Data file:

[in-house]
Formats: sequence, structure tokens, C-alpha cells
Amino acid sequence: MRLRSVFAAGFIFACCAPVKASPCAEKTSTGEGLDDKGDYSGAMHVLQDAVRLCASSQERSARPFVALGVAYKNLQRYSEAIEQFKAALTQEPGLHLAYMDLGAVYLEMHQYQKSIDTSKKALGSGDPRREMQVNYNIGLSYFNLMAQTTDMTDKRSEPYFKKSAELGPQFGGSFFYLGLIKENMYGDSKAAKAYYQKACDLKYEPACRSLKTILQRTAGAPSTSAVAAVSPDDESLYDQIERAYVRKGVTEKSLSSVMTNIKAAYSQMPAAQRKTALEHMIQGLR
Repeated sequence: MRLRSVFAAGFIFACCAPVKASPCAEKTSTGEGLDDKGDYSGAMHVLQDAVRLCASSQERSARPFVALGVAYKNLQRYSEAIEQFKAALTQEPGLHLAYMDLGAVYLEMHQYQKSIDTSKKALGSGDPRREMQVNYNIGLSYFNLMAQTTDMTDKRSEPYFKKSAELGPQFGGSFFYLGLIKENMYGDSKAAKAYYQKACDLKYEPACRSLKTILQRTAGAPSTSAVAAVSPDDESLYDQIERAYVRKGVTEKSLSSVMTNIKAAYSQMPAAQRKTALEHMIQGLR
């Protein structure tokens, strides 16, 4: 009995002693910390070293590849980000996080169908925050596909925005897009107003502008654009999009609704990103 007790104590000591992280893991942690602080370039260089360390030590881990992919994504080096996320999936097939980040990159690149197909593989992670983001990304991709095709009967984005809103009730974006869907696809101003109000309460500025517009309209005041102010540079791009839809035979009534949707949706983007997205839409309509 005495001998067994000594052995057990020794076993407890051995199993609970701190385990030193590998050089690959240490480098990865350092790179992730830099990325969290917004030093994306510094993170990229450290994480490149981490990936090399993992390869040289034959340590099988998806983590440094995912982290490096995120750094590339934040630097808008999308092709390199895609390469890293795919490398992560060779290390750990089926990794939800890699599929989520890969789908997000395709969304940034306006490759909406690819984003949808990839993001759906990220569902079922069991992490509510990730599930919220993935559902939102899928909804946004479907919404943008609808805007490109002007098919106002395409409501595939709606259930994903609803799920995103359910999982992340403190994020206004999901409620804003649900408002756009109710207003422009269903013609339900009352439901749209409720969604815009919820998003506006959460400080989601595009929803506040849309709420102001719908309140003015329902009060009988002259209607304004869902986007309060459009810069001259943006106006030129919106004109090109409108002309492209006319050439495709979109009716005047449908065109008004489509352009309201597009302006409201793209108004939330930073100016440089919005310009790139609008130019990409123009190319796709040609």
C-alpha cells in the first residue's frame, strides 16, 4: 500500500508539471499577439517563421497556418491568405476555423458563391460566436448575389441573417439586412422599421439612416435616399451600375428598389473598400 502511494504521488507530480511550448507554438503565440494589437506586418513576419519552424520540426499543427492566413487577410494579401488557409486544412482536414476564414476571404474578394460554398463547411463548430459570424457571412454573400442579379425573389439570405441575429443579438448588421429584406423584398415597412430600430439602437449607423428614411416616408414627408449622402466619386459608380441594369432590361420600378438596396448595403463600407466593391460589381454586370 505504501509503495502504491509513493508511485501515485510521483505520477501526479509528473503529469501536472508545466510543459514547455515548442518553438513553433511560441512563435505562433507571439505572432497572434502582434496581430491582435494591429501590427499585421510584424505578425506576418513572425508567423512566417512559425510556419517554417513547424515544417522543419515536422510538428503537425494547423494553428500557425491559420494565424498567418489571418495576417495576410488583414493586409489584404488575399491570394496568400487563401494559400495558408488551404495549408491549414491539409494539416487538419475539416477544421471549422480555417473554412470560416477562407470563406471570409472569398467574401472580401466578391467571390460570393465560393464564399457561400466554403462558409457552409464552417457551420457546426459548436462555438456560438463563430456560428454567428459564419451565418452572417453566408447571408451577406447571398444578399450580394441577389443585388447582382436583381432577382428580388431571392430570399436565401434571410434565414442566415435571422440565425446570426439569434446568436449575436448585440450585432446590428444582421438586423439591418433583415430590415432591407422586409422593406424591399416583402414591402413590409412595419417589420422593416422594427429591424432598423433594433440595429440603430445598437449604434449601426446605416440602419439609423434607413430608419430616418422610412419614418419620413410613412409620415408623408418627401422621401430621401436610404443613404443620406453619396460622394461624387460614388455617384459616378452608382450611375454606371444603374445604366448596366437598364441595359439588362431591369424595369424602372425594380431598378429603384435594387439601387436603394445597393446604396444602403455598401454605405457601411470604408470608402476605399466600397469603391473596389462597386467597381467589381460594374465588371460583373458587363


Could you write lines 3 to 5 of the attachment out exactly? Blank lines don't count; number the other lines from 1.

Amino acid sequence: MRLRSVFAAGFIFACCAPVKASPCAEKTSTGEGLDDKGDYSGAMHVLQDAVRLCASSQERSARPFVALGVAYKNLQRYSEAIEQFKAALTQEPGLHLAYMDLGAVYLEMHQYQKSIDTSKKALGSGDPRREMQVNYNIGLSYFNLMAQTTDMTDKRSEPYFKKSAELGPQFGGSFFYLGLIKENMYGDSKAAKAYYQKACDLKYEPACRSLKTILQRTAGAPSTSAVAAVSPDDESLYDQIERAYVRKGVTEKSLSSVMTNIKAAYSQMPAAQRKTALEHMIQGLR
Repeated sequence: MRLRSVFAAGFIFACCAPVKASPCAEKTSTGEGLDDKGDYSGAMHVLQDAVRLCASSQERSARPFVALGVAYKNLQRYSEAIEQFKAALTQEPGLHLAYMDLGAVYLEMHQYQKSIDTSKKALGSGDPRREMQVNYNIGLSYFNLMAQTTDMTDKRSEPYFKKSAELGPQFGGSFFYLGLIKENMYGDSKAAKAYYQKACDLKYEPACRSLKTILQRTAGAPSTSAVAAVSPDDESLYDQIERAYVRKGVTEKSLSSVMTNIKAAYSQMPAAQRKTALEHMIQGLR
């Protein structure tokens, strides 16, 4: 009995002693910390070293590849980000996080169908925050596909925005897009107003502008654009999009609704990103 007790104590000591992280893991942690602080370039260089360390030590881990992919994504080096996320999936097939980040990159690149197909593989992670983001990304991709095709009967984005809103009730974006869907696809101003109000309460500025517009309209005041102010540079791009839809035979009534949707949706983007997205839409309509 005495001998067994000594052995057990020794076993407890051995199993609970701190385990030193590998050089690959240490480098990865350092790179992730830099990325969290917004030093994306510094993170990229450290994480490149981490990936090399993992390869040289034959340590099988998806983590440094995912982290490096995120750094590339934040630097808008999308092709390199895609390469890293795919490398992560060779290390750990089926990794939800890699599929989520890969789908997000395709969304940034306006490759909406690819984003949808990839993001759906990220569902079922069991992490509510990730599930919220993935559902939102899928909804946004479907919404943008609808805007490109002007098919106002395409409501595939709606259930994903609803799920995103359910999982992340403190994020206004999901409620804003649900408002756009109710207003422009269903013609339900009352439901749209409720969604815009919820998003506006959460400080989601595009929803506040849309709420102001719908309140003015329902009060009988002259209607304004869902986007309060459009810069001259943006106006030129919106004109090109409108002309492209006319050439495709979109009716005047449908065109008004489509352009309201597009302006409201793209108004939330930073100016440089919005310009790139609008130019990409123009190319796709040609």